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High on Life uses controversial AI art and voice acting technology

Though the voice acting is just for one small role.

AI art is causing a lot of controversy at the moment, and amongst that it turns out that Squanch Games' High On Life is using some.

Whether you find it funny or not, you probably can't deny that High On Life is a pretty colourful and vibrant game. It has some pretty bold art direction, but according to a recent interview from Sky News with Squanch Games founder Justin Roiland, some of the art used in the game was made through AI technology.

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Roiland explained that High On Life used the popular Midjourney AI, a tool that can produce a wide range of images with varying styles. "It makes the world feel like a strange alternate universe of our world," Roiland said. "And we used it to come up with weird, funny ideas."

Talking about his thoughts on the future of AI and art, Roiland said, "I don't know what the future holds, but AI is going to be a tool that has the potential to make content creation incredibly accessible. I don't know how many years away we are, but all you will need to be is somebody with some big ideas."

Lead designer Erich Meyr also noted that AI was used to prototype some character voices, with one minor role apparently staying as such, though it wasn't specified which one. It looks like AI in voice acting is becoming more commonplace as an early-stage developmental tool, as Hellblade developer Ninja Theory had to refute claims it was using AI voice acting to replace voice actors earlier this year. Instead, it used AI voice acting to figure out pacing, before actual voice actors were brought in.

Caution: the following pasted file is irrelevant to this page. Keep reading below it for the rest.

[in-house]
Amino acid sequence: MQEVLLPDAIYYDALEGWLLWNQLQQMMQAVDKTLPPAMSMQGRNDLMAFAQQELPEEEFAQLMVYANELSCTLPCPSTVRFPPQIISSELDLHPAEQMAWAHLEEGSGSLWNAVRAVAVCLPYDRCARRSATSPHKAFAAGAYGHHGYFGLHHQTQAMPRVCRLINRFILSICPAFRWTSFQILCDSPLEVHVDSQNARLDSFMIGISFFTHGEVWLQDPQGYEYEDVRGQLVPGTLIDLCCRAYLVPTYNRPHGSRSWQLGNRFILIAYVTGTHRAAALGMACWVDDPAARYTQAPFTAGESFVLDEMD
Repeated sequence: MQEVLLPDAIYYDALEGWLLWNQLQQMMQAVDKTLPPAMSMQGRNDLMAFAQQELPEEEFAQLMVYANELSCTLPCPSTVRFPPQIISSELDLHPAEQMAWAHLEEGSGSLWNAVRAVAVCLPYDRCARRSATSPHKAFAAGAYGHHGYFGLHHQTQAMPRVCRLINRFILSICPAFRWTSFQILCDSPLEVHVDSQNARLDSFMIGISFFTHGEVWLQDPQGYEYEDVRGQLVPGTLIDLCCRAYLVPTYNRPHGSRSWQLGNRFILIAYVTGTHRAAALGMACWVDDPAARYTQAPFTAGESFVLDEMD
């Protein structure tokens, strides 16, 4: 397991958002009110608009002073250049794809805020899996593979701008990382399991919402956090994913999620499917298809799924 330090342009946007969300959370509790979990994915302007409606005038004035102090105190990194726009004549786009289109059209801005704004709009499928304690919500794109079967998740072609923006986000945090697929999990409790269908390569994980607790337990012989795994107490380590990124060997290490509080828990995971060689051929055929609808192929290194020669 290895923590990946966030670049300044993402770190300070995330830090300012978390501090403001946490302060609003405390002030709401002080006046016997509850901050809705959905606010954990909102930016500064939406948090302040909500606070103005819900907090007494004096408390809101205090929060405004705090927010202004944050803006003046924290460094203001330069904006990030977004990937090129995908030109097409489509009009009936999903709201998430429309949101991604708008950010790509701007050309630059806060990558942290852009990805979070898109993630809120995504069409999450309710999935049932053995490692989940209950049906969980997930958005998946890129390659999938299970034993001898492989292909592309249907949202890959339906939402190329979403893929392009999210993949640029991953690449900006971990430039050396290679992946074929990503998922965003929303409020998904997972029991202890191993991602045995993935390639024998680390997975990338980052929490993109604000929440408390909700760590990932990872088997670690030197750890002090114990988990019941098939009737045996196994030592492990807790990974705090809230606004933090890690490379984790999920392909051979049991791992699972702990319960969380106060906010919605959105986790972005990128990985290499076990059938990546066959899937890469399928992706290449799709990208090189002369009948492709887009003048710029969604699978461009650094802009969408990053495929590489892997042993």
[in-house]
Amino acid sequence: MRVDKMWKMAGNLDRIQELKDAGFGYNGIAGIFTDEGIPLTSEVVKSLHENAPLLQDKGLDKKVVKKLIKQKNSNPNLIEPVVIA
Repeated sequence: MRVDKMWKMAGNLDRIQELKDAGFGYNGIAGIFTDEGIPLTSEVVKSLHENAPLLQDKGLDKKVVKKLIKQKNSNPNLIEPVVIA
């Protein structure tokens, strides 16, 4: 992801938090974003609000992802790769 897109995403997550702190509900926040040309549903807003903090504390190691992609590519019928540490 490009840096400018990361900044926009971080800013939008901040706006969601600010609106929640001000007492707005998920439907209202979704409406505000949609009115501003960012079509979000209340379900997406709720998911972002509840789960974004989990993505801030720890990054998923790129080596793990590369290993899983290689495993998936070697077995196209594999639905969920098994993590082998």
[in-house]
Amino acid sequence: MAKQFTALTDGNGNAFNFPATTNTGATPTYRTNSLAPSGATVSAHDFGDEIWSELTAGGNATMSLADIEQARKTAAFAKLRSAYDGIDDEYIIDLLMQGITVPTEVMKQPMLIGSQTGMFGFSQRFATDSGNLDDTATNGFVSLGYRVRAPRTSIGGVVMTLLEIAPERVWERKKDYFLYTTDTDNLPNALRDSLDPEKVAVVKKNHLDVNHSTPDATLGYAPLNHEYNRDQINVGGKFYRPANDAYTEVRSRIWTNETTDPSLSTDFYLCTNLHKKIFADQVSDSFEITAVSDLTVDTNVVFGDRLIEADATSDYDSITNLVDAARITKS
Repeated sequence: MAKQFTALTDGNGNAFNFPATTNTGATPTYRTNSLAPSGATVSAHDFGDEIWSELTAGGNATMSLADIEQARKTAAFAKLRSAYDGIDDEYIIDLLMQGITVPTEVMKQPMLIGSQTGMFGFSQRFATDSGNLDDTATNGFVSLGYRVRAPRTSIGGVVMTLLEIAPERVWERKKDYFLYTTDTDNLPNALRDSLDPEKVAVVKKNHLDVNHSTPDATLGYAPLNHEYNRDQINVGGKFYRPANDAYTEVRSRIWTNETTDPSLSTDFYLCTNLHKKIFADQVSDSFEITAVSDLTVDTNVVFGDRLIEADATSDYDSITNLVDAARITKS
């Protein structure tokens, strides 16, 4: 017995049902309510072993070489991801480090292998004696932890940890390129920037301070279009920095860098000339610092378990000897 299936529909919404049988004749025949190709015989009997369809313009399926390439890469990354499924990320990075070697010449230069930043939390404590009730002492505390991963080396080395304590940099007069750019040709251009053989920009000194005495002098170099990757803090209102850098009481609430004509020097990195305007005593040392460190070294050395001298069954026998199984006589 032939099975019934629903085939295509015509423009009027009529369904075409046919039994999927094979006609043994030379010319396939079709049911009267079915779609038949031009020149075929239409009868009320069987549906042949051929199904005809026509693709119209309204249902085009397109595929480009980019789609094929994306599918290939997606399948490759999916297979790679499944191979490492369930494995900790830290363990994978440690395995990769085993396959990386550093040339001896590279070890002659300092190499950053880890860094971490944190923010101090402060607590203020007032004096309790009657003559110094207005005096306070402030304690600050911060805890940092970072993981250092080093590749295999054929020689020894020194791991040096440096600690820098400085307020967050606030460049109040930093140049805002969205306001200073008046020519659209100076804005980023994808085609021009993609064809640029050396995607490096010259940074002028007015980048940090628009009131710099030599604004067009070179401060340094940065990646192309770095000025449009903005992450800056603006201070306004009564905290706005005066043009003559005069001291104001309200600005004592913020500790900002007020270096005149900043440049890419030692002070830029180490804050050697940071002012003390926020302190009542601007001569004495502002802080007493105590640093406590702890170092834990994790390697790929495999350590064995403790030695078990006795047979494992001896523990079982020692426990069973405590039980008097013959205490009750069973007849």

It's a shame to hear that AI art was used in the final version of the game, because all it does is take work away from actual artists, a big reason as to why the tech is so controversial. A simple solution to making a world feel alien is to bring a wide range of artists into the mix, because no two people will make the same thing. Maybe the team were to occupied with making the jokes run on for too long.

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Oisin Kuhnke avatar

Oisin Kuhnke


Oisin is a non-binary writer based in the UK with bylines in Polygon, Fanbyte, Uppercut, Rock Paper Shotgun, GameSpot, and many more besides.